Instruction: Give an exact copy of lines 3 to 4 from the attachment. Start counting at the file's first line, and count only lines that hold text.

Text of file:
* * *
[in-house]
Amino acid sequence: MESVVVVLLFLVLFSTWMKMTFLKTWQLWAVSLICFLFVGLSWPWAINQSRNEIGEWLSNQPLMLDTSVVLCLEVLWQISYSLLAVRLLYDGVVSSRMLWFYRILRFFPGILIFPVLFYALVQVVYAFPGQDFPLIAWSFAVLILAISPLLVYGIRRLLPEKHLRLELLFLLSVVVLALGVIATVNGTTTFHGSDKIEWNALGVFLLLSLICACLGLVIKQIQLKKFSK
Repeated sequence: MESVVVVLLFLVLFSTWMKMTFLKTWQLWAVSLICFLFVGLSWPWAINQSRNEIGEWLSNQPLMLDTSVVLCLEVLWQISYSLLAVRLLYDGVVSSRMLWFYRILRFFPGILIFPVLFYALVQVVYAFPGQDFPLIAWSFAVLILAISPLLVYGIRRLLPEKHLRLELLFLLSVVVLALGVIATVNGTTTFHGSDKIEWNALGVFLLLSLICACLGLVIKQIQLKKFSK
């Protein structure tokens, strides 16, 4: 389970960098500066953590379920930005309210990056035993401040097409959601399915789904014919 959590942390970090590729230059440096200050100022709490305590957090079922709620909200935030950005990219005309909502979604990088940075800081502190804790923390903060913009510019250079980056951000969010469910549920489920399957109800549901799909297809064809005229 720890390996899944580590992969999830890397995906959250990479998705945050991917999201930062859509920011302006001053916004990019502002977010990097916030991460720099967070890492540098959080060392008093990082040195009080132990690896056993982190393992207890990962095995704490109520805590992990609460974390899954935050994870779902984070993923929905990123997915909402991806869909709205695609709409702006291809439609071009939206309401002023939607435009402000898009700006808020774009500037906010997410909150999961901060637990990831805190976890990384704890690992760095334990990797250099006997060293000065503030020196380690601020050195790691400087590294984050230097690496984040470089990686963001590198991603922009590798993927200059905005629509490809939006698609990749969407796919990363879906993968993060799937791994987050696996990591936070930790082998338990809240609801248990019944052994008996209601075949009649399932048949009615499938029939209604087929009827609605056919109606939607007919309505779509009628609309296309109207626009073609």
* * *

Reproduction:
Repeated sequence: MESVVVVLLFLVLFSTWMKMTFLKTWQLWAVSLICFLFVGLSWPWAINQSRNEIGEWLSNQPLMLDTSVVLCLEVLWQISYSLLAVRLLYDGVVSSRMLWFYRILRFFPGILIFPVLFYALVQVVYAFPGQDFPLIAWSFAVLILAISPLLVYGIRRLLPEKHLRLELLFLLSVVVLALGVIATVNGTTTFHGSDKIEWNALGVFLLLSLICACLGLVIKQIQLKKFSK
């Protein structure tokens, strides 16, 4: 389970960098500066953590379920930005309210990056035993401040097409959601399915789904014919 959590942390970090590729230059440096200050100022709490305590957090079922709620909200935030950005990219005309909502979604990088940075800081502190804790923390903060913009510019250079980056951000969010469910549920489920399957109800549901799909297809064809005229 720890390996899944580590992969999830890397995906959250990479998705945050991917999201930062859509920011302006001053916004990019502002977010990097916030991460720099967070890492540098959080060392008093990082040195009080132990690896056993982190393992207890990962095995704490109520805590992990609460974390899954935050994870779902984070993923929905990123997915909402991806869909709205695609709409702006291809439609071009939206309401002023939607435009402000898009700006808020774009500037906010997410909150999961901060637990990831805190976890990384704890690992760095334990990797250099006997060293000065503030020196380690601020050195790691400087590294984050230097690496984040470089990686963001590198991603922009590798993927200059905005629509490809939006698609990749969407796919990363879906993968993060799937791994987050696996990591936070930790082998338990809240609801248990019944052994008996209601075949009649399932048949009615499938029939209604087929009827609605056919109606939607007919309505779509009628609309296309109207626009073609």